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Divided into four parts, "Gulliver's Travels" is presented as the historical memoirs of Lemuel Gulliver who narrates his strange adventures in undiscovered countries. In doing so, Swift explores and satirises almost every conceivable issue important in both his time and in ours: politics, religion, gender, science, progress, government, family and our basic ideas of defining humanity. As well as this, the novel is full of wonder and humour (some of it bordering on the vulgar ) and Swift's exploration of imaginary societies and countries is satire at its peak - no one before or since has reached Swift's mastery of this style. Some of the more direct parodies concern people and events that have long since passed away, and as such an index or extensive background is required in order to fully understand the allusions that Swift is making. However, a far larger portion of the text discusses issues that are still relevant to today's readers, especially in the responsibilities of power and the limits to technological/scientific progression. "Gulliver's Travels" is not an easy book to read; like all older literary novels it requires the attention and patience of the reader, has complicated and contemporary issues to discuss and a tendency to be a bit long-winded at times. But regardless of this, "Gulliver's Travels" is a fascinating and enjoyable read and one of those books that just *has* to be read during your lifetime - if not for any other reason but to say that you *have* read it. Though the scanty amount of reviews on this page is disheartening, "Gulliver's Travels" is a must-read, pure and simple.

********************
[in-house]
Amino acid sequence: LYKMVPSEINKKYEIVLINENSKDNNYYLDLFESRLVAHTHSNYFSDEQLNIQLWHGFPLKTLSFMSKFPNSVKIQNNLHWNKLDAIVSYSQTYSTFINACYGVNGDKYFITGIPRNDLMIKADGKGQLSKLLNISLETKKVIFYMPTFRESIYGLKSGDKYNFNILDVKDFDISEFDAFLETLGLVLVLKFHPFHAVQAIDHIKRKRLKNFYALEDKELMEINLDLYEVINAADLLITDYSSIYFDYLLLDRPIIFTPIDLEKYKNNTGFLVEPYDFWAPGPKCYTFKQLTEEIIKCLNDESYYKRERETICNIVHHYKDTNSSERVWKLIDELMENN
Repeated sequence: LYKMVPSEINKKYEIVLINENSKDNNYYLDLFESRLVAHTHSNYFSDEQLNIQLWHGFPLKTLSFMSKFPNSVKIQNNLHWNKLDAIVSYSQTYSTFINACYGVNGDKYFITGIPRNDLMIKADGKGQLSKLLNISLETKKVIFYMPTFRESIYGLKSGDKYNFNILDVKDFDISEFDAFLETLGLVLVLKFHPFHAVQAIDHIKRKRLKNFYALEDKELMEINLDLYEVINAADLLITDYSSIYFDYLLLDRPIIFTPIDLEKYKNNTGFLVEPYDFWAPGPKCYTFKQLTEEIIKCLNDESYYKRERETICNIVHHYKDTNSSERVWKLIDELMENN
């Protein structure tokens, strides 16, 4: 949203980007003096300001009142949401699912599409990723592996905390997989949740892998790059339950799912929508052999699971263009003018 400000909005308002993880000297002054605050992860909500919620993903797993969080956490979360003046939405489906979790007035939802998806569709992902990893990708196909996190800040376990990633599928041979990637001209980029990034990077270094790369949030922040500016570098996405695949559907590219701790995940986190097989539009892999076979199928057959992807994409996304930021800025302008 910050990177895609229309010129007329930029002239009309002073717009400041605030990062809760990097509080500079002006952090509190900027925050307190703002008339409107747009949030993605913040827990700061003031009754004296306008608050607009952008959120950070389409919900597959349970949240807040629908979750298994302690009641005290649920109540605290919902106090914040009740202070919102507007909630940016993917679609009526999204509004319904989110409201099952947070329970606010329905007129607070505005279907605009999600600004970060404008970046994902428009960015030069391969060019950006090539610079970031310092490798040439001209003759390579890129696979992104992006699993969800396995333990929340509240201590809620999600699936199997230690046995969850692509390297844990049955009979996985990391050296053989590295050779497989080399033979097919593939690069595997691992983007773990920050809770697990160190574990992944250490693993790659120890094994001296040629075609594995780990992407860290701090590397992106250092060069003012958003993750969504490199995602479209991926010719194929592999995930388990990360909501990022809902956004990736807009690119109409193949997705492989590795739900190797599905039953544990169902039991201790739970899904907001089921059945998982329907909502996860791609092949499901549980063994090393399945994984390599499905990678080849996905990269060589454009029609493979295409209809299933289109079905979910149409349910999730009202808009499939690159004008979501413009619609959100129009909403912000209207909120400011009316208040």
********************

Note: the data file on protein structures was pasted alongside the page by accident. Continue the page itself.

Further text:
Createspace Independent Publishing Platform, 9781494832926, 188pp.
Publication Date: December 29, 2013
About the Author
Jonathan Swift (1667 -1745) was an Anglo-Irish satirist, essayist, political pamphleteer (first for the Whigs, then for the Tories), poet and cleric who became Dean of St. Patrick's Cathedral, Dublin. He is remembered for works such as Gulliver's Travels, A Modest Proposal, A Journal to Stella, Drapier's Letters, The Battle of the Books, An Argument Against Abolishing Christianity, and A Tale of a Tub. Swift is probably the foremost prose satirist in the English language, and is less well known for his poetry. Swift originally published all of his works under pseudonyms-such as Lemuel Gulliver, Isaac Bickerstaff, M.B. Drapier-or anonymously. He is also known for being a master of two styles of satire: the Horatian and Juvenalian styles.